WILMINGTON, NC (WECT) – Representatives from the Atlanta Braves were at Wilmington's City Council meeting Tuesday night where Council members unanimously agreed to enter into talks with Mandalay Baseball.
City council members agreed to a memorandum of understanding to enter into negotiations with Mandalay Baseball Properties, LLC and the Atlanta National League Baseball Club, Inc., though no final decision regarding a stadium will be made until a later date.
Former Atlanta Braves Manager Bobby Cox was among those at the Hilton and he took part in a presentation during the meeting. Cox retired in 2010 after serving 25 years as manager for the Braves. General Manager Frank Wren and Mandalay Baseball CEO Art Matin were also at the meeting.
During Mandalay Baseball's presentation, the following business perspectives were discussed:
--Approximately 1,750 hotel room nights per year will be generated by the visiting team and umpires. This does not include parents, scouts and others who will visit the Cape Fear Region to see a game throughout the season.
--Wilmington players and coaches and visiting teams will spend approximately $300,000 per year on lodging and meals.
--The Wilmington team and ballpark concessionaire will spend approximately $1.5 million per year on supplies, food and beverage purchases, advertising, printing, travel and entertainment with other local businesses.
--Approximately 350,000 baseball fans will come to the new Wilmington ballpark.
The team will have between 25-30 full-time employees and 200-250 part-time seasonal employees.
--The ballpark concessionaire will have approximately five full-time employees and 200 seasonal employees.
Officials want to open the baseball park in April 2014 and would sign a 20-year lease.
The preliminary ballpark development cost would be $42 million, which would create 645 jobs at an annual average salary of $31,815. The total non-recurring economic activity in a one-year period would be $62,725,549 with associating earnings predicted to be $20,520,749.
The estimated annual revenue generated by the ballpark would be $5.9 million. A total of 139 jobs would be created with an average annual salary of $27,938, according to reports. That means that the total recurring economic activity is expected to be approximately $9,828,220.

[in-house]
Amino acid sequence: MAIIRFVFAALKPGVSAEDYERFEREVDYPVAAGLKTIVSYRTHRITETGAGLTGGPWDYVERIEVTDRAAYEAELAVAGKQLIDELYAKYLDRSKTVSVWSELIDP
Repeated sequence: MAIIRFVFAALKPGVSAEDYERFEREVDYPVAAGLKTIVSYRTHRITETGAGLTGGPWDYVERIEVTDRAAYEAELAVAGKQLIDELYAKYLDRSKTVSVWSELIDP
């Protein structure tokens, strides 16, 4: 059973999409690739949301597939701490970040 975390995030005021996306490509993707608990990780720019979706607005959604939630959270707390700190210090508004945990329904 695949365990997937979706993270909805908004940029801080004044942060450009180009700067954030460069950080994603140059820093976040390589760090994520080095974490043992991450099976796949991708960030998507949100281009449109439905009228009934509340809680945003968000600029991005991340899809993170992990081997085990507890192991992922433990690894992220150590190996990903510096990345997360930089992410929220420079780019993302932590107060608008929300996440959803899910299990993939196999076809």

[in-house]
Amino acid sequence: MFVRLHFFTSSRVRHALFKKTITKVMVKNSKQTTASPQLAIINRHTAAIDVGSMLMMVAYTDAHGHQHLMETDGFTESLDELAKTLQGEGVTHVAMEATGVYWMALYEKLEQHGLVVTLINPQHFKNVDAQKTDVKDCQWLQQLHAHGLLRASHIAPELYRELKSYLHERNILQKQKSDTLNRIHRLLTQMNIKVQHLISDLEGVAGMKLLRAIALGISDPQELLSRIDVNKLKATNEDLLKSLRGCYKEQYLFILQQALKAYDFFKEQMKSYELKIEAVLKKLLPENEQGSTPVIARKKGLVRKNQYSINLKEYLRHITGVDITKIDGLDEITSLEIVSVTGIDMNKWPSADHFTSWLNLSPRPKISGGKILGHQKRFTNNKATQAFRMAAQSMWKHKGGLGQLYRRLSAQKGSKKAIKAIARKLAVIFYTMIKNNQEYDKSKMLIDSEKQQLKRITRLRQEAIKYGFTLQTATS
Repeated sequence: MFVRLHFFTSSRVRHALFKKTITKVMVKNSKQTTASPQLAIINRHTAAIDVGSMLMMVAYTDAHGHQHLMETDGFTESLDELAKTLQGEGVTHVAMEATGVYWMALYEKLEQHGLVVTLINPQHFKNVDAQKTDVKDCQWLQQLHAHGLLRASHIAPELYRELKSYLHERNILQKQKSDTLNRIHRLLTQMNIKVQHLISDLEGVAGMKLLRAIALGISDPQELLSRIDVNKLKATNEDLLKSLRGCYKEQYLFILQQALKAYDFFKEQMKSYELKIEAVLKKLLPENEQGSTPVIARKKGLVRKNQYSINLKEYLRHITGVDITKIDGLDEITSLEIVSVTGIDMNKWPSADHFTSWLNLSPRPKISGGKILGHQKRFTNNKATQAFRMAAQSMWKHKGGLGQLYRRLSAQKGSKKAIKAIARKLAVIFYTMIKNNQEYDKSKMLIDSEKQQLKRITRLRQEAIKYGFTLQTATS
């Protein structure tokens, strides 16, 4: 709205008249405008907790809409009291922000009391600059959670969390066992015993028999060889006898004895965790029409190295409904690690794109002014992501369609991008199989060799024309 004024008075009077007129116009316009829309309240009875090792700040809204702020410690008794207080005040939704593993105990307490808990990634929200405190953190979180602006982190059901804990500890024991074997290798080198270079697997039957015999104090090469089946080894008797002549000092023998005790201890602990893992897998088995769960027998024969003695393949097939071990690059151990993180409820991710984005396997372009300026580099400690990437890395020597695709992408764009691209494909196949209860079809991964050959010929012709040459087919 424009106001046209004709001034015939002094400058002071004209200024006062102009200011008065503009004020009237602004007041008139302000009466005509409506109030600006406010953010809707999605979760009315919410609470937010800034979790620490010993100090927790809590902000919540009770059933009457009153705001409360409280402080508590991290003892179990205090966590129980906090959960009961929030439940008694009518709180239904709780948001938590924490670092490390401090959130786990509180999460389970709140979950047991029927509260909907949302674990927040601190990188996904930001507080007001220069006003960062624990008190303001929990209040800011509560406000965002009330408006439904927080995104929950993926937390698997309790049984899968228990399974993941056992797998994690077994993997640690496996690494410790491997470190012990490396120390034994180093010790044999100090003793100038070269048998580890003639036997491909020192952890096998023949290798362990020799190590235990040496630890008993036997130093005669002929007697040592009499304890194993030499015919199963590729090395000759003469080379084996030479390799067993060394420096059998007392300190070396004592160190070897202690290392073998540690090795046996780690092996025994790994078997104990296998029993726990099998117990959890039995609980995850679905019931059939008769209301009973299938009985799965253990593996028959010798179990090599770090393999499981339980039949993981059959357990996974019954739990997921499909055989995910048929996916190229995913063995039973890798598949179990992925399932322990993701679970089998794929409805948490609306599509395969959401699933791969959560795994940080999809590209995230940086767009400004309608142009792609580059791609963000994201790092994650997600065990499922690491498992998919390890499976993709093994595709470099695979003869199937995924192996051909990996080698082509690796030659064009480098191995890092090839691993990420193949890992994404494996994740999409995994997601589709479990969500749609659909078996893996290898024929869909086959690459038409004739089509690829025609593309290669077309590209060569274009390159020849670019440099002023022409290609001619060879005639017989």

The discussion comes after Mayor Bill Saffo's announcement that with council's approval, a minor-league baseball stadium will be considered. Saffo said city leaders hope to bring a quality team that would be a major draw for the entire region.
Saffo also indicated that the facility would be upwards of 6,000 seats. Under the proposal, the city would purchase the land at a site to be determined, and Mandalay Baseball would be responsible for the day-to-day operation of the stadium.
According to the current resolution regarding baseball, the agreement would give the city and Mandalay six months to specify the details of the deal, such as cost, location, and teams available to relocate.
There could be another group that is pitching baseball to the city and trying to convince them not to enter into exclusive talks with Mandalay Baseball. WECT.com has obtained a series of emails sent to the city manager from a group called Compass Consulting Group (CCG).
In the emails, John Wayne Bland talks about Sims Hinds, who was involved with the Wilmington Waves, the first minor league team to come to Wilmington. Despite having a following of 130,000 fans in its first season, according to published reports, the Waves lost about $1 million after spending $750,000 to renovate the baseball park at UNCW.
Sources say the pitch from CCG did not contain much substance and it doesn't look like it will prevent the city from moving forward with entering into exclusive talks with Mandalay.
The emails also talked about another potential site for the ballpark, listed as 1551 Point Harbor Drive, across the river from the Convention Center and PPD. Sources say that site would be difficult to develop because much of it considered to be wetlands and no sewage or utilities are connected to that site at this time.
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Not everyone is excited about the possibility of a baseball team coming to Wilmington. Over a dozen members of a local group with American's for Prosperity picketed outside of City Hall Tuesday to protest
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